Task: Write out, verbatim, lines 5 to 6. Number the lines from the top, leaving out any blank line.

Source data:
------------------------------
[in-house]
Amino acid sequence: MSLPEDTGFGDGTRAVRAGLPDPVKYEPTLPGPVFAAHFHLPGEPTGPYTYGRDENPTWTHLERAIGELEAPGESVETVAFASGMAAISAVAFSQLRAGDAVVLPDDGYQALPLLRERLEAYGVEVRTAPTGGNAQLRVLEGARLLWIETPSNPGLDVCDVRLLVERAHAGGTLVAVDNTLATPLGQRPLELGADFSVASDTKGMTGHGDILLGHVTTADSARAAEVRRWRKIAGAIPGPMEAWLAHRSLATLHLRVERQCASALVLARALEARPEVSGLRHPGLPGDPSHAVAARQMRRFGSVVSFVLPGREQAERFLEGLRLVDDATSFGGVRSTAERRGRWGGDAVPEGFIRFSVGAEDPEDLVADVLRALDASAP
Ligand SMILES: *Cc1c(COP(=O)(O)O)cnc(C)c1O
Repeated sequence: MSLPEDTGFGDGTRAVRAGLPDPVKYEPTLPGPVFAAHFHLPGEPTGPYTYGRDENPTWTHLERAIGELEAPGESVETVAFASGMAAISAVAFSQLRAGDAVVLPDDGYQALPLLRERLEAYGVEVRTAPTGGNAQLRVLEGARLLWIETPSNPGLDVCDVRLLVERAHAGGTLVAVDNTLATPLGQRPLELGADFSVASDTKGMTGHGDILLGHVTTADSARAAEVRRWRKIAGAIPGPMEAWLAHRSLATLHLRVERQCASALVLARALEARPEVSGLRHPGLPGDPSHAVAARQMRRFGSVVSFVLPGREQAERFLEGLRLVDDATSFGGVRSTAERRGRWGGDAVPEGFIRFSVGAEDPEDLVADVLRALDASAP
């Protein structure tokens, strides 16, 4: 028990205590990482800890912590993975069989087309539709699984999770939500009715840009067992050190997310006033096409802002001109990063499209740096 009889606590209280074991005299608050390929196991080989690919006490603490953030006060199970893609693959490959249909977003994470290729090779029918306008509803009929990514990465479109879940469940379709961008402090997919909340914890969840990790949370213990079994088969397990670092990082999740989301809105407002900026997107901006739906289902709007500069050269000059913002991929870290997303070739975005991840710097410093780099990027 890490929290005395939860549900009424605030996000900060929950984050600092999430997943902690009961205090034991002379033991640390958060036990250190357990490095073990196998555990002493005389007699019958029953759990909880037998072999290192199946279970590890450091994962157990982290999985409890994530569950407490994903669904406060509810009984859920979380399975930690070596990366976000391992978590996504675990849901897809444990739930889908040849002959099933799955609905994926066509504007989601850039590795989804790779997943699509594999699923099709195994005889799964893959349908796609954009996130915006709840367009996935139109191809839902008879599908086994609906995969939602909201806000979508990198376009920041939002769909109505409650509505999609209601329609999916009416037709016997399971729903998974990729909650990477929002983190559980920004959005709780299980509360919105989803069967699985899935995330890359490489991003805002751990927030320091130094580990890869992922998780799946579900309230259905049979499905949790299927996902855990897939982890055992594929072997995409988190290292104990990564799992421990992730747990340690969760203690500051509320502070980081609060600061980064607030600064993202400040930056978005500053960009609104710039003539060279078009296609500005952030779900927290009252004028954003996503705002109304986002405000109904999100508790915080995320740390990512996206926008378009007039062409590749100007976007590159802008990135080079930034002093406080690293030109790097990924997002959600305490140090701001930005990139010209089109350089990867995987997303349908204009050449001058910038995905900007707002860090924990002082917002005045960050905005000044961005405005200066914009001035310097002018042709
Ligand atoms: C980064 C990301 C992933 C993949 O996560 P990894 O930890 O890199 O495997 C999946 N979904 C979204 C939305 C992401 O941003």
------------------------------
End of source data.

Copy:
């Protein structure tokens, strides 16, 4: 028990205590990482800890912590993975069989087309539709699984999770939500009715840009067992050190997310006033096409802002001109990063499209740096 009889606590209280074991005299608050390929196991080989690919006490603490953030006060199970893609693959490959249909977003994470290729090779029918306008509803009929990514990465479109879940469940379709961008402090997919909340914890969840990790949370213990079994088969397990670092990082999740989301809105407002900026997107901006739906289902709007500069050269000059913002991929870290997303070739975005991840710097410093780099990027 890490929290005395939860549900009424605030996000900060929950984050600092999430997943902690009961205090034991002379033991640390958060036990250190357990490095073990196998555990002493005389007699019958029953759990909880037998072999290192199946279970590890450091994962157990982290999985409890994530569950407490994903669904406060509810009984859920979380399975930690070596990366976000391992978590996504675990849901897809444990739930889908040849002959099933799955609905994926066509504007989601850039590795989804790779997943699509594999699923099709195994005889799964893959349908796609954009996130915006709840367009996935139109191809839902008879599908086994609906995969939602909201806000979508990198376009920041939002769909109505409650509505999609209601329609999916009416037709016997399971729903998974990729909650990477929002983190559980920004959005709780299980509360919105989803069967699985899935995330890359490489991003805002751990927030320091130094580990890869992922998780799946579900309230259905049979499905949790299927996902855990897939982890055992594929072997995409988190290292104990990564799992421990992730747990340690969760203690500051509320502070980081609060600061980064607030600064993202400040930056978005500053960009609104710039003539060279078009296609500005952030779900927290009252004028954003996503705002109304986002405000109904999100508790915080995320740390990512996206926008378009007039062409590749100007976007590159802008990135080079930034002093406080690293030109790097990924997002959600305490140090701001930005990139010209089109350089990867995987997303349908204009050449001058910038995905900007707002860090924990002082917002005045960050905005000044961005405005200066914009001035310097002018042709
Ligand atoms: C980064 C990301 C992933 C993949 O996560 P990894 O930890 O890199 O495997 C999946 N979904 C979204 C939305 C992401 O941003």